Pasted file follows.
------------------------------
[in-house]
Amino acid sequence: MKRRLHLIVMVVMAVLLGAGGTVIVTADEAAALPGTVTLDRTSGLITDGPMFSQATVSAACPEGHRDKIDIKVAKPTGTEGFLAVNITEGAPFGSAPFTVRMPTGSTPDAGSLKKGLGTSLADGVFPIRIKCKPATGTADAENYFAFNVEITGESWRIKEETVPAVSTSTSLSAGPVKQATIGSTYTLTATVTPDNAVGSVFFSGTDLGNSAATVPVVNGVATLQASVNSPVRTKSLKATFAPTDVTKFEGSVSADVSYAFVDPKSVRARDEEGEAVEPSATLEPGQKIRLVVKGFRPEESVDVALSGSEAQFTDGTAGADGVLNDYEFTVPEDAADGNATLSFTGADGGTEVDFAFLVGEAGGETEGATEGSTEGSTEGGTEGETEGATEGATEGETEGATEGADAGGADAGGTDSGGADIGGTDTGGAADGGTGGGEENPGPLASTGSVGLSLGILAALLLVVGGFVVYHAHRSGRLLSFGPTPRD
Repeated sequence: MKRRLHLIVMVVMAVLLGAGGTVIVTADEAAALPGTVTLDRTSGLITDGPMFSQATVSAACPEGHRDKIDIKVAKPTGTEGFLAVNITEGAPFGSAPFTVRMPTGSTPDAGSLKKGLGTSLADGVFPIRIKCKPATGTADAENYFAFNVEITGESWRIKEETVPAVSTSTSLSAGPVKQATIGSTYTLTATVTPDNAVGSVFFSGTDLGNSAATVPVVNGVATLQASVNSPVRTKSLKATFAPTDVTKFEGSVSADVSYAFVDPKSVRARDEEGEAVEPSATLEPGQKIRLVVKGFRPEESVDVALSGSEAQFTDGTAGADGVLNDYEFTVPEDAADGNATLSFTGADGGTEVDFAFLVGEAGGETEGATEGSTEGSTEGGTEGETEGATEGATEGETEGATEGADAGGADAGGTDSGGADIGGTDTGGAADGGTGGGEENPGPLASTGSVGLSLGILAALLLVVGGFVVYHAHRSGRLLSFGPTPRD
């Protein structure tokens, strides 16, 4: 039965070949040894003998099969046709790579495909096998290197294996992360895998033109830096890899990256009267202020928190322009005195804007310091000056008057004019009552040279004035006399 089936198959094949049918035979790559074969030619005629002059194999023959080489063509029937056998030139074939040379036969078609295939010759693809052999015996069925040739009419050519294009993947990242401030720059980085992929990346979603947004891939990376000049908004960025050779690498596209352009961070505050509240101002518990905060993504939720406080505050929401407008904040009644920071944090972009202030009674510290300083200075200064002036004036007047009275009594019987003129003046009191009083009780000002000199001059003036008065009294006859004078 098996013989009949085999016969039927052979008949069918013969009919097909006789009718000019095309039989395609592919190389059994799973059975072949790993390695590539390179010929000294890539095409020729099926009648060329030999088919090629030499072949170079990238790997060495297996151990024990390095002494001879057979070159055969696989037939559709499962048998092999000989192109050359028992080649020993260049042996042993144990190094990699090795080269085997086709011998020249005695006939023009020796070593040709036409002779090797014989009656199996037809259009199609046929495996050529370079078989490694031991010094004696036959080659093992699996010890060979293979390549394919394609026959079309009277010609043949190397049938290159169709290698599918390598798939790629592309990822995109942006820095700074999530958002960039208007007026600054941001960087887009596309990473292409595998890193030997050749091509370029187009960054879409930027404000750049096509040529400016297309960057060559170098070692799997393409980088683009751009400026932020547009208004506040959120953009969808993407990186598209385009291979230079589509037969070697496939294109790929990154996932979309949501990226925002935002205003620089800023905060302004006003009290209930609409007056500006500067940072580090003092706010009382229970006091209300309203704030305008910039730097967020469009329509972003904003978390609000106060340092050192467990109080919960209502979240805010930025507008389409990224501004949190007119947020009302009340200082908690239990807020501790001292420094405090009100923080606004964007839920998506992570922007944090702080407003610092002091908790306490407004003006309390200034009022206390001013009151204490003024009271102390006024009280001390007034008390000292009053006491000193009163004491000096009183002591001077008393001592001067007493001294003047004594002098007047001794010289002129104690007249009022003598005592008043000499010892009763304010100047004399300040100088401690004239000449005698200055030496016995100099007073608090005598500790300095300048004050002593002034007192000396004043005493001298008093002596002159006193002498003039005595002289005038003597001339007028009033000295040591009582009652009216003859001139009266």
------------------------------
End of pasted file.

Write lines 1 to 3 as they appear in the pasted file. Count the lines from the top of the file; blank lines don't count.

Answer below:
[in-house]
Amino acid sequence: MKRRLHLIVMVVMAVLLGAGGTVIVTADEAAALPGTVTLDRTSGLITDGPMFSQATVSAACPEGHRDKIDIKVAKPTGTEGFLAVNITEGAPFGSAPFTVRMPTGSTPDAGSLKKGLGTSLADGVFPIRIKCKPATGTADAENYFAFNVEITGESWRIKEETVPAVSTSTSLSAGPVKQATIGSTYTLTATVTPDNAVGSVFFSGTDLGNSAATVPVVNGVATLQASVNSPVRTKSLKATFAPTDVTKFEGSVSADVSYAFVDPKSVRARDEEGEAVEPSATLEPGQKIRLVVKGFRPEESVDVALSGSEAQFTDGTAGADGVLNDYEFTVPEDAADGNATLSFTGADGGTEVDFAFLVGEAGGETEGATEGSTEGSTEGGTEGETEGATEGATEGETEGATEGADAGGADAGGTDSGGADIGGTDTGGAADGGTGGGEENPGPLASTGSVGLSLGILAALLLVVGGFVVYHAHRSGRLLSFGPTPRD
Repeated sequence: MKRRLHLIVMVVMAVLLGAGGTVIVTADEAAALPGTVTLDRTSGLITDGPMFSQATVSAACPEGHRDKIDIKVAKPTGTEGFLAVNITEGAPFGSAPFTVRMPTGSTPDAGSLKKGLGTSLADGVFPIRIKCKPATGTADAENYFAFNVEITGESWRIKEETVPAVSTSTSLSAGPVKQATIGSTYTLTATVTPDNAVGSVFFSGTDLGNSAATVPVVNGVATLQASVNSPVRTKSLKATFAPTDVTKFEGSVSADVSYAFVDPKSVRARDEEGEAVEPSATLEPGQKIRLVVKGFRPEESVDVALSGSEAQFTDGTAGADGVLNDYEFTVPEDAADGNATLSFTGADGGTEVDFAFLVGEAGGETEGATEGSTEGSTEGGTEGETEGATEGATEGETEGATEGADAGGADAGGTDSGGADIGGTDTGGAADGGTGGGEENPGPLASTGSVGLSLGILAALLLVVGGFVVYHAHRSGRLLSFGPTPRD